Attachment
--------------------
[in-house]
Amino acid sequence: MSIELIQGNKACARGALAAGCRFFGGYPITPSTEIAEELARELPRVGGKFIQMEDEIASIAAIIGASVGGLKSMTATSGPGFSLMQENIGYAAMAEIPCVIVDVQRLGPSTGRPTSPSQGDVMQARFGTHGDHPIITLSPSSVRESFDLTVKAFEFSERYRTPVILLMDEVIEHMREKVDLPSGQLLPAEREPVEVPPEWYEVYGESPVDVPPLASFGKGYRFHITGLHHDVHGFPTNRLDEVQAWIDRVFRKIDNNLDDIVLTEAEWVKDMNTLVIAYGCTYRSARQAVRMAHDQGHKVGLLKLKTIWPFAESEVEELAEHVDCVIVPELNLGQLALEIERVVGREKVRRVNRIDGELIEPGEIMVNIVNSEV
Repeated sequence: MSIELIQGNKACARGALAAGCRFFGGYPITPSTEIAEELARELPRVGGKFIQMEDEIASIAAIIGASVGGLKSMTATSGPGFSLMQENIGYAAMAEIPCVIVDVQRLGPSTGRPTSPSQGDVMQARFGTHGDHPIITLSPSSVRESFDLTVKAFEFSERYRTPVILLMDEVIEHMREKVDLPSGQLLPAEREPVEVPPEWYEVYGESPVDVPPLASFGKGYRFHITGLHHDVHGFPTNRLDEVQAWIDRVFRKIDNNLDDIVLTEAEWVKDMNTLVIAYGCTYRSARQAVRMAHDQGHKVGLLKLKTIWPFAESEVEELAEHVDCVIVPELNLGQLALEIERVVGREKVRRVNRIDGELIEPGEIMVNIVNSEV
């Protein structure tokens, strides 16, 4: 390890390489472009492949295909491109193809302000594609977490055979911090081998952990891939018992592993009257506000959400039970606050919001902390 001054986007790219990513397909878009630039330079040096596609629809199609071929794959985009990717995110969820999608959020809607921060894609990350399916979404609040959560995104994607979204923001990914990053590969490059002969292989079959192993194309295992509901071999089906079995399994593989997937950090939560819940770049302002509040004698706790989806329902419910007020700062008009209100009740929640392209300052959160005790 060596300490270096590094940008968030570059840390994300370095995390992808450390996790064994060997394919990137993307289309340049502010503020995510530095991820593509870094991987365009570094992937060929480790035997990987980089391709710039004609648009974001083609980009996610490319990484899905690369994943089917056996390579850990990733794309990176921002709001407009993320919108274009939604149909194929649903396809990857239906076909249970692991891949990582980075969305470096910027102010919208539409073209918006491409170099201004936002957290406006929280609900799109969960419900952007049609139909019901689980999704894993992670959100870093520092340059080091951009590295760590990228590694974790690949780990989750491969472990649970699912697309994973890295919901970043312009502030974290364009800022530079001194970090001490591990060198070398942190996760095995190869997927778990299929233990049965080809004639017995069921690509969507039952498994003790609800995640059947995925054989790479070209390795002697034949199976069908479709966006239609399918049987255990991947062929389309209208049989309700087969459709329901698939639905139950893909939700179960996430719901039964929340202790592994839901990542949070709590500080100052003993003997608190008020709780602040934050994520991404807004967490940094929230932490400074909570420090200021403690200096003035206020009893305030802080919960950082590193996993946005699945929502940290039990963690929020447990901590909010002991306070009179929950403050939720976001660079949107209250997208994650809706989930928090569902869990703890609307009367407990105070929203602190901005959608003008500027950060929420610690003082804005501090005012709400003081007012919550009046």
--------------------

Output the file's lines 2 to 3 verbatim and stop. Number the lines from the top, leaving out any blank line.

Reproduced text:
Amino acid sequence: MSIELIQGNKACARGALAAGCRFFGGYPITPSTEIAEELARELPRVGGKFIQMEDEIASIAAIIGASVGGLKSMTATSGPGFSLMQENIGYAAMAEIPCVIVDVQRLGPSTGRPTSPSQGDVMQARFGTHGDHPIITLSPSSVRESFDLTVKAFEFSERYRTPVILLMDEVIEHMREKVDLPSGQLLPAEREPVEVPPEWYEVYGESPVDVPPLASFGKGYRFHITGLHHDVHGFPTNRLDEVQAWIDRVFRKIDNNLDDIVLTEAEWVKDMNTLVIAYGCTYRSARQAVRMAHDQGHKVGLLKLKTIWPFAESEVEELAEHVDCVIVPELNLGQLALEIERVVGREKVRRVNRIDGELIEPGEIMVNIVNSEV
Repeated sequence: MSIELIQGNKACARGALAAGCRFFGGYPITPSTEIAEELARELPRVGGKFIQMEDEIASIAAIIGASVGGLKSMTATSGPGFSLMQENIGYAAMAEIPCVIVDVQRLGPSTGRPTSPSQGDVMQARFGTHGDHPIITLSPSSVRESFDLTVKAFEFSERYRTPVILLMDEVIEHMREKVDLPSGQLLPAEREPVEVPPEWYEVYGESPVDVPPLASFGKGYRFHITGLHHDVHGFPTNRLDEVQAWIDRVFRKIDNNLDDIVLTEAEWVKDMNTLVIAYGCTYRSARQAVRMAHDQGHKVGLLKLKTIWPFAESEVEELAEHVDCVIVPELNLGQLALEIERVVGREKVRRVNRIDGELIEPGEIMVNIVNSEV